How Quebec's political parties are courting families with education promises
Suggestions include free schooling, subsidized lunches and a single tax rate across Quebec
Québec Solidaire has formally unveiled one of the central promises of its election campaign: free education from when a child enters daycare until they graduate with a PhD.
Speaking to reporters in Sherbrooke on Sunday, co-spokesperson Manon Massé said the plan — which the party estimates would cost the province $2.45 billion — would help hundreds of thousands of Quebecers.
"If the old political class can find billions of dollars to build a third link for 6,000 cars between Quebec City and Lévis, I can't believe that we can't put that money toward supporting hundreds of thousands of Quebec families," she said.
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Parents will save between $1,805 and $5,070 per child enrolled in public daycare services (CPEs) and $560 per year for children in elementary and high school, the party said.
"We're going to say it: that makes a huge difference in a family's budget," Massé said in a statement.
The announcement is one of several education-related promises made by Quebec's main political parties in the early days of the election campaign, which officially launched last Thursday.
The parties are looking to shore up support from families across the province in the lead-up to the Oct. 1 vote.
CAQ and Liberals trade barbs over school tax
Also this morning, Coalition Avenir Québec Leader François Legault committed to implementing a single school tax rate across the province if elected.
First unveiled several months ago, the party's plan involves setting school taxes at 10 cents per $100 in property value over a four-year period, and it would save Quebecers $700 million.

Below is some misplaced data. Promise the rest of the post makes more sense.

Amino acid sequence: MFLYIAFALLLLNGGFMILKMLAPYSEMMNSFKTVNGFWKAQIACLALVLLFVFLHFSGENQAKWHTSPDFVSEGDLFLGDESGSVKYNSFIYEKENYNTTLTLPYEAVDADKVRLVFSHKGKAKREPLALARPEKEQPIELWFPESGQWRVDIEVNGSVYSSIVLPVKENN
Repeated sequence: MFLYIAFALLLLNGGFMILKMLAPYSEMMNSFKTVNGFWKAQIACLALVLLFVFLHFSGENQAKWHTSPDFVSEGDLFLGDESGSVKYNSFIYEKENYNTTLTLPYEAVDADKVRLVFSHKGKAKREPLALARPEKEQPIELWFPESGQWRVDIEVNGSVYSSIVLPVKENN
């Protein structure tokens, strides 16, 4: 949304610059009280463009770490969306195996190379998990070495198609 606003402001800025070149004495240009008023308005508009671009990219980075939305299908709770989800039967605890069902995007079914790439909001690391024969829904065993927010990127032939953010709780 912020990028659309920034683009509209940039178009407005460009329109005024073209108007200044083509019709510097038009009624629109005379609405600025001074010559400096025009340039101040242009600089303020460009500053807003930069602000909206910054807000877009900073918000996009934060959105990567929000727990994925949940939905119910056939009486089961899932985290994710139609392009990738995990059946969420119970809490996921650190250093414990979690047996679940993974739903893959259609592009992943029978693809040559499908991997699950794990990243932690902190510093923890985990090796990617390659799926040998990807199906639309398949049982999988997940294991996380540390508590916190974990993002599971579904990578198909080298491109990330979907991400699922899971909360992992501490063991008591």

Speaking in Terrebonne, north of Montreal, Legault said the Liberals' system is an "injustice," and said school taxes went up by 25 per cent over the last four years in the province.
Liberal Leader Philippe Couillard hit back at Legault following the announcement.
Under Law 166, adopted in March by the Liberal government, each region has a single tax rate. Each property owner also gets an exemption on the first $25,000 on the value of their home.
That system "has reestablished a balance inside each region," Couillard said.
"It already costs $672 million to compensate school boards; we have to stay there. The $700 million that Legault wants to add won't serve schools at all."
The parties also traded barbs over their plans for public daycare in the province.
On Saturday, the CAQ said it would free up 50,000 daycare spots by making government-funded, pre-kindergarten classes available to four year olds.
"That doesn't work in practice," Couillard said on Sunday, prompting Legault to respond by saying that his critics should show initiative to better support children in the province.
"When will they take an ambitious approach for our children?" the CAQ leader said.
Meanwhile, the Liberals have pledged to boost education spending by 1.2 and 0.2 per cent, respectively, in the first two years of a new mandate.
Also on Sunday, the party pledged to expand basic dental coverage to include children between the ages of 10 and 16.
PQ pledges subsidized student lunches
On the eve of the campaign's launch last week, the Parti Québécois promised to make more subsidized lunches available to school-age children.
Under the plan, every elementary school student in Quebec would be able to order hot lunches costing between $1-$5, depending on their parents' income, the party said.
The PQ said about 250,000 children would benefit from the program, which would be phased in over four years at an annual cost of $39 million.
The party also said it plans to give parents the option of buying school supplies directly at their children's schools, in an effort to save time and energy in the busy, back-to-school crunch.
"Families want us to make their lives easier; that's what we'll do. Seriously," said party leader Jean-François Lisée, using the party's one-word campaign slogan.
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